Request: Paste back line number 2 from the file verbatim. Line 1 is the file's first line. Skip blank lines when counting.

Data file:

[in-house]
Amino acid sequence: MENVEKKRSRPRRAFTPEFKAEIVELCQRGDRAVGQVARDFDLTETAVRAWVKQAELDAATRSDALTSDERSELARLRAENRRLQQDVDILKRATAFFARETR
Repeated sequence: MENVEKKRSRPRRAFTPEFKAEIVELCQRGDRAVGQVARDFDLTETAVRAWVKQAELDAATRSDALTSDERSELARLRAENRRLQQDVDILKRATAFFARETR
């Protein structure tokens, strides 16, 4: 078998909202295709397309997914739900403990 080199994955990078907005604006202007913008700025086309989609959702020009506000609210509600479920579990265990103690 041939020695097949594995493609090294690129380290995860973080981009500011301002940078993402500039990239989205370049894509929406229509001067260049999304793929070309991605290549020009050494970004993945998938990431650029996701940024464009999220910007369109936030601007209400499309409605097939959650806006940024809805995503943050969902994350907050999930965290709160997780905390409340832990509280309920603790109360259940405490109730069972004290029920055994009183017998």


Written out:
Amino acid sequence: MENVEKKRSRPRRAFTPEFKAEIVELCQRGDRAVGQVARDFDLTETAVRAWVKQAELDAATRSDALTSDERSELARLRAENRRLQQDVDILKRATAFFARETR